That's going to be a nice bench, Mark. IMHO, it was good you did the base first. (although one clearly must have in mind the approximate size of the intended top before doing that) One of the best things about building our own benches is that we have the opportunity to make it work for our own needs which are always different than the next worker. I look forward to the rest of this project!

  12. #27
    yea, with the split top building the base first is the way to go if the top was one piece then I would have built the top first. I will probably take the same approach as you with the mortices in the top. The gap stop is intriguing to me, at first I couldnt imagine wanting to put tools in the slots but Since I have been thinking about it more as I am working I noticed it might be nice to have a place to park the tools to keep them a wrangled in one location instead of all over the place. I see the tool holding being on the right or the left (or both) and the center a solid infill, I am making the gap 2 and when I do the gap stop it will probably have 1/2 sides so the slot for tools will be 1 but i will have to see what I will want to drop in so it may vary in width some.

    I like your idea of a smaller roubo joinery bench, I just built a moxon vise and when I finished it I thought a dedicated taller bench would be better but even though i was classically trained in furniture making I am more of a machine tool guy now with hand tools for the finesse work so the moxon will do...

    Quote Originally Posted by David Eisenhauer View Post
    You are just about there Mark with the base. I went base first as well and was able to use the base to help with the multi-piece top fabrication. As even the split top pieces are heavy and I was a one-man installation team, I intentionally did not create a tight-tight fitup between the tenons on top of my legs and the mortises in the bottom of the table because I did not want to have to fight the fitup and do multiple install-remove cycles for fitup tuning. I drew the outline of the tenons on the bottom of the top pieces and took the line when I chopped the mortises. The tops plopped down into place on the first try. I use my split for a sliding tray that holds my marking gauges and a couple of chisel caddys, but I can turn the tray upside down to create a gap-free area if I so desire. Either way, you will enjoy the new bench. I do want to build a smaller Ruobo-looking joinery bench closer to 40"/40 something" tall that will not have a split in it to help my old eyes and save my aching back from hunching over to see close joinery.

  13. #28
    Top will be the same width of the base, the split top makes it easy to do that. I did contemplate an overhang, I like to clamp glue-ups to a workbench and with the top being flush with the legs that leaves 5.5” (the width of the leg) of un-clampable (is that a word?) area in 2 places on the same plane however I also want to be-able to clamp something large to the face of the bench (on both sides) like a door, bed frame (see pic, not sure if you can make it out but it was a pain to clamp it to the bench because the legs are not flush wit(the top) so it’s a trade off, the beauty of this thing is that I could always just glue more wood on to achieve the overhang at a later date if I really need it so for now we will just see how it goes. If I add overhang i could easily create some blocking to make up the difference in top overhang to leg but gona keep it simple for now.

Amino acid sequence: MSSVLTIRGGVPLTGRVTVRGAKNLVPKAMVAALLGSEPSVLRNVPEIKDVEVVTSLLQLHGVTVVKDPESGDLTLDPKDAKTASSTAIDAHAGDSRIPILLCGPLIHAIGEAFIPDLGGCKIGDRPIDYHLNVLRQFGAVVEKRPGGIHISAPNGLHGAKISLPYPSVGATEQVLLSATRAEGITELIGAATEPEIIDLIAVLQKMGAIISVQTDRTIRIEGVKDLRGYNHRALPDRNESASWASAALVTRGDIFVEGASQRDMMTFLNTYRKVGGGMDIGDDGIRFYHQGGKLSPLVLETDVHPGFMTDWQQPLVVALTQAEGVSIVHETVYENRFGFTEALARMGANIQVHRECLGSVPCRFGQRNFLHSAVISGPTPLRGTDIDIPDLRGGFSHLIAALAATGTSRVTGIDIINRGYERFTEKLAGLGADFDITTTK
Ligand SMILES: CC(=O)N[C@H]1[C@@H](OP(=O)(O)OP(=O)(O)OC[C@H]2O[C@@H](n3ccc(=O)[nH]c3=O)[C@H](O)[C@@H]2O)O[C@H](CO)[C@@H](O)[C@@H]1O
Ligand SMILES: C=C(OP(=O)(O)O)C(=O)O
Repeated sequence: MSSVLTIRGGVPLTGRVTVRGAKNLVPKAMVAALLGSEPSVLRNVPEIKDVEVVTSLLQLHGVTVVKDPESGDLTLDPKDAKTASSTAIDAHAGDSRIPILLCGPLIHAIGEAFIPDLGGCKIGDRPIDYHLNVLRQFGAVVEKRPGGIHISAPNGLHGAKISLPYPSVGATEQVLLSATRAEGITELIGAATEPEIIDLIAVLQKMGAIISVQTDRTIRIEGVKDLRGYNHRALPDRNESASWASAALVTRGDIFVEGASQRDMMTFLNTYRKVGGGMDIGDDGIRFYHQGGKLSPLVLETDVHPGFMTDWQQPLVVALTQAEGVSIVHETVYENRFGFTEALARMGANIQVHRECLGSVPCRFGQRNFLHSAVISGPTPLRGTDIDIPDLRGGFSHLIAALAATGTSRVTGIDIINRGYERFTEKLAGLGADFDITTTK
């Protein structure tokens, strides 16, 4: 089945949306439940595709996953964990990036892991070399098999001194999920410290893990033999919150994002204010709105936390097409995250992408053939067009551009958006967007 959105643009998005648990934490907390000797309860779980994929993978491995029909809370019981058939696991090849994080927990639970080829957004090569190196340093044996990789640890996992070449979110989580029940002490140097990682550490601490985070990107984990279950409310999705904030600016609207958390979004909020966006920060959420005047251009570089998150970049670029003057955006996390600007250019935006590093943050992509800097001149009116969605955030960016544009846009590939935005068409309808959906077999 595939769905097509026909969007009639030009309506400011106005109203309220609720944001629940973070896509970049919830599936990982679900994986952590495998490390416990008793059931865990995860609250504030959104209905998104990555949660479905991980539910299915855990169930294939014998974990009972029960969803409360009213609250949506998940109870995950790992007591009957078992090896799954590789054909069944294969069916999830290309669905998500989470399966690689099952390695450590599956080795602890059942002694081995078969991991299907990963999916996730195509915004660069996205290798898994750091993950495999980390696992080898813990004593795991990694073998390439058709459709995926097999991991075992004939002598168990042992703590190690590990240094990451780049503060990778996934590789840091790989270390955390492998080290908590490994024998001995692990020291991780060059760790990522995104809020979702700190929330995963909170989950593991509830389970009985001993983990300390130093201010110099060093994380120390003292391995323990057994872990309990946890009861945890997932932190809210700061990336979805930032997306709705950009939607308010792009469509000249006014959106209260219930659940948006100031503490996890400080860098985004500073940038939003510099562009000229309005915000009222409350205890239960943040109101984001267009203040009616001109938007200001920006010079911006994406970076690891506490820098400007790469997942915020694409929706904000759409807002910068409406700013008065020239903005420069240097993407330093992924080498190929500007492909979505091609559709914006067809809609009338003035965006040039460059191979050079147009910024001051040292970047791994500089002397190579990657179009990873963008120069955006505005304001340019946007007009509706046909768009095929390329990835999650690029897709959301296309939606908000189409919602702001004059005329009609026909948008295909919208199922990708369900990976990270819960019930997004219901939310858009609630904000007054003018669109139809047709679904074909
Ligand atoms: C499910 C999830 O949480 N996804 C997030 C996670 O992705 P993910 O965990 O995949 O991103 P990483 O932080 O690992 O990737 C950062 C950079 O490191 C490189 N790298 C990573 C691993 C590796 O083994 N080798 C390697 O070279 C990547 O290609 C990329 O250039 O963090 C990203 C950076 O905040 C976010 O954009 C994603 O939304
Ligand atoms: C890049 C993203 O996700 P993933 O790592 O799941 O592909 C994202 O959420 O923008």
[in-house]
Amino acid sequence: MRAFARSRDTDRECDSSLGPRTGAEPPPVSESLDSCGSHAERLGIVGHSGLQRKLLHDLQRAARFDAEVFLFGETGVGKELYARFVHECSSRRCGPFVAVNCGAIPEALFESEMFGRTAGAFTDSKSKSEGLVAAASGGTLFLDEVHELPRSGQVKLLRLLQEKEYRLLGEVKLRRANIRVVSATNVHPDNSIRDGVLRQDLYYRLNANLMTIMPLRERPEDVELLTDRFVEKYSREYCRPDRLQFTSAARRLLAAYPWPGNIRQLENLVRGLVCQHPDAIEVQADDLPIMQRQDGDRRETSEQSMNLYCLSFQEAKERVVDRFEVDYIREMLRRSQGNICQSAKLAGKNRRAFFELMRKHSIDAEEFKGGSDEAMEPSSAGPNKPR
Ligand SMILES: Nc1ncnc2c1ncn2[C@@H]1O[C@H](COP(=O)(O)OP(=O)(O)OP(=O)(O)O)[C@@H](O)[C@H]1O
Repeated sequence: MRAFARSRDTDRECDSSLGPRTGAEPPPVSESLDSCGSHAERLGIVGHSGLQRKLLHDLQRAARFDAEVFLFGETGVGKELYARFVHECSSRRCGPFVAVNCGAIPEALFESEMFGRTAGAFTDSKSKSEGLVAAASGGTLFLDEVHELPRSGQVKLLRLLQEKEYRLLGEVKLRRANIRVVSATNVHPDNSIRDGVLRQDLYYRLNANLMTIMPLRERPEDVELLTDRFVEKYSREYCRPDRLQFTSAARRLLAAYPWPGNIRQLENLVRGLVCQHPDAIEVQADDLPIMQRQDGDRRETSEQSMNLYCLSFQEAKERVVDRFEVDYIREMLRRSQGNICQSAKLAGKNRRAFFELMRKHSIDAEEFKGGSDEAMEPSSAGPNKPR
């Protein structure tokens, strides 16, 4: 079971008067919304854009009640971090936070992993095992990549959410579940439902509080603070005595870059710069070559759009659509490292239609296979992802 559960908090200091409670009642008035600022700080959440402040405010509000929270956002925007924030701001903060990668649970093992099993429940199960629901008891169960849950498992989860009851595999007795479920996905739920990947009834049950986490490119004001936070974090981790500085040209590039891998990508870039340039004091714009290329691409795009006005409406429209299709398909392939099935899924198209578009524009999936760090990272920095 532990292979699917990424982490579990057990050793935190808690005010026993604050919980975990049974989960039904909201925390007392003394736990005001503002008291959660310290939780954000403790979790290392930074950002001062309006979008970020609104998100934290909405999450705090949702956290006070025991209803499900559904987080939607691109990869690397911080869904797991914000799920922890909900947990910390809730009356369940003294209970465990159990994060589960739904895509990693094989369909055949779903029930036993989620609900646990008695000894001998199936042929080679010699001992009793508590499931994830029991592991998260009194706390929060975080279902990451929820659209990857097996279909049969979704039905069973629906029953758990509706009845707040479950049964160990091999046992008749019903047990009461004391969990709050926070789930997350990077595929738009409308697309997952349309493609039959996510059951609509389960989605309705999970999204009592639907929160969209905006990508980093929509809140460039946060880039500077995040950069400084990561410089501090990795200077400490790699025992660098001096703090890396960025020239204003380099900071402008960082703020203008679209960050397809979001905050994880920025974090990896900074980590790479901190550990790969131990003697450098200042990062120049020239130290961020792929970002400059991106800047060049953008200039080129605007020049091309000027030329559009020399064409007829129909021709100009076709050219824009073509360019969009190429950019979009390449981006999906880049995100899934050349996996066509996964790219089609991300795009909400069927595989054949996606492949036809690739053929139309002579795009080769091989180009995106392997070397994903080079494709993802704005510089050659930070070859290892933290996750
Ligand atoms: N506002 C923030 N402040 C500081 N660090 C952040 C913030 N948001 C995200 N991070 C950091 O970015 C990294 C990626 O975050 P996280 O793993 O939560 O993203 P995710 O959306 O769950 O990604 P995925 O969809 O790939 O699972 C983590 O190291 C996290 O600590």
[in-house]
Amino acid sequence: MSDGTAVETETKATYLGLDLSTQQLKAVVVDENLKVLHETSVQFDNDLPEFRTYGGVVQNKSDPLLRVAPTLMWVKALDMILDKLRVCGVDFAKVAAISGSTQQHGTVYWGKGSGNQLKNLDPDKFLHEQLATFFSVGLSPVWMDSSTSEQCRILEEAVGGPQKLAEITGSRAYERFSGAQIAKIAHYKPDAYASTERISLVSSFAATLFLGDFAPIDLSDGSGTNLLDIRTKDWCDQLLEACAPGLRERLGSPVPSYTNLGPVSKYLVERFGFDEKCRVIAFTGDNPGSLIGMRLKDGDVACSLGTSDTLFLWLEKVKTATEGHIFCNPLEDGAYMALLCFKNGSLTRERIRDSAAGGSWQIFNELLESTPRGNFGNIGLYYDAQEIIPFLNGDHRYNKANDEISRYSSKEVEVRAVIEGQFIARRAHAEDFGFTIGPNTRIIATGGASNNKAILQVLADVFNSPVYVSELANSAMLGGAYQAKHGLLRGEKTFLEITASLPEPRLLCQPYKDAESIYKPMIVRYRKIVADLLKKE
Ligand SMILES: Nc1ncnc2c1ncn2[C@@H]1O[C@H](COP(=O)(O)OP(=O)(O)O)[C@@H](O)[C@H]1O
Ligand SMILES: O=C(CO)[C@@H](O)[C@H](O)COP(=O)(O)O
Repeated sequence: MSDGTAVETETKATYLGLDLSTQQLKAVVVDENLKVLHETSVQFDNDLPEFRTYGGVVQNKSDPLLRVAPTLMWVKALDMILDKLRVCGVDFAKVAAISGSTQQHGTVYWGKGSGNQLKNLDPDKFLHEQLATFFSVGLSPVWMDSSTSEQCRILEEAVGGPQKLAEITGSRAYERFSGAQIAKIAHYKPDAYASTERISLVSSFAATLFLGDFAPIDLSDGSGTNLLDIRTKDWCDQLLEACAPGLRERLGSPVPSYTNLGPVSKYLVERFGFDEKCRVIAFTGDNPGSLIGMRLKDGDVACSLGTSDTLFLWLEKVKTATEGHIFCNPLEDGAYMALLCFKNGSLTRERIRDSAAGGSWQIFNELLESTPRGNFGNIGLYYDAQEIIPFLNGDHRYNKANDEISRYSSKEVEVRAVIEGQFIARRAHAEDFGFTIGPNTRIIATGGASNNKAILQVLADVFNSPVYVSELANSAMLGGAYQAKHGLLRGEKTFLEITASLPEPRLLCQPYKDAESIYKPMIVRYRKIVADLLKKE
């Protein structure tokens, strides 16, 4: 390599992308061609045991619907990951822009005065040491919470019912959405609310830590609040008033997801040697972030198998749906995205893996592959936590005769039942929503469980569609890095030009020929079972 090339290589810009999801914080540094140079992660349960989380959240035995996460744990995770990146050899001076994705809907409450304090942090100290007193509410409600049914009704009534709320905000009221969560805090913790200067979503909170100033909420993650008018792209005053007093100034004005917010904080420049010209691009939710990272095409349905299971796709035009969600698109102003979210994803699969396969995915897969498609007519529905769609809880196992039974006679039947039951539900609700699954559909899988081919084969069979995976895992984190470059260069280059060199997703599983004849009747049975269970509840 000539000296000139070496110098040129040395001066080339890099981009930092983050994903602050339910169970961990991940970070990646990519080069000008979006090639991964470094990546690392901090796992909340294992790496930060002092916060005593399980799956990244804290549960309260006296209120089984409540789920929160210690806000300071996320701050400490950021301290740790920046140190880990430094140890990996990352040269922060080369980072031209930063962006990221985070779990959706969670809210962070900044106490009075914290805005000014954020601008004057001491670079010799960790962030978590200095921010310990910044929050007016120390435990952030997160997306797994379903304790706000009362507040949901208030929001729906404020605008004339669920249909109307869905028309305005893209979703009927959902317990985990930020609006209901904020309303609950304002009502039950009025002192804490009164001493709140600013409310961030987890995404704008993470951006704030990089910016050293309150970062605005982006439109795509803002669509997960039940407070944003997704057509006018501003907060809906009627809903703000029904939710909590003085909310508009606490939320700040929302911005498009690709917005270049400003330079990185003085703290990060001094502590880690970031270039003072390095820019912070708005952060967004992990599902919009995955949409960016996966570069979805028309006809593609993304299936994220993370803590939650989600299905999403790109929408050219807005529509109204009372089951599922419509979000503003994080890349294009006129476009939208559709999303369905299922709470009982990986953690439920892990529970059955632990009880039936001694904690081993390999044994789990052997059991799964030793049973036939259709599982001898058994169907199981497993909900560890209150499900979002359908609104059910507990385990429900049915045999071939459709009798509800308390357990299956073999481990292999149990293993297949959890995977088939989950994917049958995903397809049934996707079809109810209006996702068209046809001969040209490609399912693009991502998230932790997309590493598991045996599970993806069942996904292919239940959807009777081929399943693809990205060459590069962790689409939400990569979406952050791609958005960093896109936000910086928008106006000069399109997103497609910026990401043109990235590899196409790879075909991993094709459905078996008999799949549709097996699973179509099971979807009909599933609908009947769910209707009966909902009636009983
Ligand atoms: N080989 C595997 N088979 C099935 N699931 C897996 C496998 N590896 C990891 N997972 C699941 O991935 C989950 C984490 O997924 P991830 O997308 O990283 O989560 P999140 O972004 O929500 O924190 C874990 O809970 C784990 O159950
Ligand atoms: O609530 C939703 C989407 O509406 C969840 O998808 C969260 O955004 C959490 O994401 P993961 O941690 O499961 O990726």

3A74B442-867F-49F2-9D59-E473CAFAF55B.jpg

    Quote Originally Posted by Thomas Crawford View Post
    Is the base same width as the top or will you have overhang on the back? Just curious. Might make it easier to build the base first that way in case the top finished out slightly different width than expected.

  14. #29
    Join Date
    Mar 2003
    Location
    SE PA - Central Bucks County
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    52,918
    Quote Originally Posted by Mark e Kessler View Post
    I doubt this will make my work any better and honestly it’s almost to fancy. I don’t plan on over doing it like I see most bench builds it’s a utilitarian thing to me.
    Don't underestimate the value of a quality, sturdy bench and accoutrements relative to the work you will produce using it. Make that benchtop surface true and your joinery and assembly will improve in noticeable ways, if not visually, functionally as you are doing the work. I have zero regrets in making my recent benchtop upgrade for exactly that reason. I know it's flat. Flat is good. I had to use my CNC bed for that purpose with my previous benchtop!
    --

    The most expensive tool is the one you buy "cheaply" and often...

  15. #30
    Last edited by Mark e Kessler; 06-22-2020 at 11:05 PM.